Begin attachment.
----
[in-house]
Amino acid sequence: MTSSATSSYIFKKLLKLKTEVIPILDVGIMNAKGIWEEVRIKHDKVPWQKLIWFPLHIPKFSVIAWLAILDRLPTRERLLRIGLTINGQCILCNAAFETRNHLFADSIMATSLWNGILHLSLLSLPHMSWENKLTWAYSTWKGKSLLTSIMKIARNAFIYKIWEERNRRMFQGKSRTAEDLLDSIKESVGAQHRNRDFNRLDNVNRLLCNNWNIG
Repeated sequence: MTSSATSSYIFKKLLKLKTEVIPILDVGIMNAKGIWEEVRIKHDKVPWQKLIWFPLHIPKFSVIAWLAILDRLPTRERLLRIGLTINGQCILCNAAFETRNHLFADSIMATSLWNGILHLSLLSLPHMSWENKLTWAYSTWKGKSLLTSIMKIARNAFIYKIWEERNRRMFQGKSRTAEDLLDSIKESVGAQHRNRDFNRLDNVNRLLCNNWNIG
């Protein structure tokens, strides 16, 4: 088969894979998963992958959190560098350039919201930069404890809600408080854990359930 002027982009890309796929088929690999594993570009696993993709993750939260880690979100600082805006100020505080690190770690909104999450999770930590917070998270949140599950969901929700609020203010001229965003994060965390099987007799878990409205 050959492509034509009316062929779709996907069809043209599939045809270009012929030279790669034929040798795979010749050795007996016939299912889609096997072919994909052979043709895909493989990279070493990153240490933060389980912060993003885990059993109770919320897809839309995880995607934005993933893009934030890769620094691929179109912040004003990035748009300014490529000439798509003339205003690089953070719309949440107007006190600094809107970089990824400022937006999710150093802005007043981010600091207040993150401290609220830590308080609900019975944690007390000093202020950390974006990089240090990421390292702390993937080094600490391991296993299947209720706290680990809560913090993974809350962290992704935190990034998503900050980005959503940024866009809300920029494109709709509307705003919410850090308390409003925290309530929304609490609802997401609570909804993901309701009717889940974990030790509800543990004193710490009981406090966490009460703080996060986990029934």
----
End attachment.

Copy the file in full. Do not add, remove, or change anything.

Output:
[in-house]
Amino acid sequence: MTSSATSSYIFKKLLKLKTEVIPILDVGIMNAKGIWEEVRIKHDKVPWQKLIWFPLHIPKFSVIAWLAILDRLPTRERLLRIGLTINGQCILCNAAFETRNHLFADSIMATSLWNGILHLSLLSLPHMSWENKLTWAYSTWKGKSLLTSIMKIARNAFIYKIWEERNRRMFQGKSRTAEDLLDSIKESVGAQHRNRDFNRLDNVNRLLCNNWNIG
Repeated sequence: MTSSATSSYIFKKLLKLKTEVIPILDVGIMNAKGIWEEVRIKHDKVPWQKLIWFPLHIPKFSVIAWLAILDRLPTRERLLRIGLTINGQCILCNAAFETRNHLFADSIMATSLWNGILHLSLLSLPHMSWENKLTWAYSTWKGKSLLTSIMKIARNAFIYKIWEERNRRMFQGKSRTAEDLLDSIKESVGAQHRNRDFNRLDNVNRLLCNNWNIG
């Protein structure tokens, strides 16, 4: 088969894979998963992958959190560098350039919201930069404890809600408080854990359930 002027982009890309796929088929690999594993570009696993993709993750939260880690979100600082805006100020505080690190770690909104999450999770930590917070998270949140599950969901929700609020203010001229965003994060965390099987007799878990409205 050959492509034509009316062929779709996907069809043209599939045809270009012929030279790669034929040798795979010749050795007996016939299912889609096997072919994909052979043709895909493989990279070493990153240490933060389980912060993003885990059993109770919320897809839309995880995607934005993933893009934030890769620094691929179109912040004003990035748009300014490529000439798509003339205003690089953070719309949440107007006190600094809107970089990824400022937006999710150093802005007043981010600091207040993150401290609220830590308080609900019975944690007390000093202020950390974006990089240090990421390292702390993937080094600490391991296993299947209720706290680990809560913090993974809350962290992704935190990034998503900050980005959503940024866009809300920029494109709709509307705003919410850090308390409003925290309530929304609490609802997401609570909804993901309701009717889940974990030790509800543990004193710490009981406090966490009460703080996060986990029934």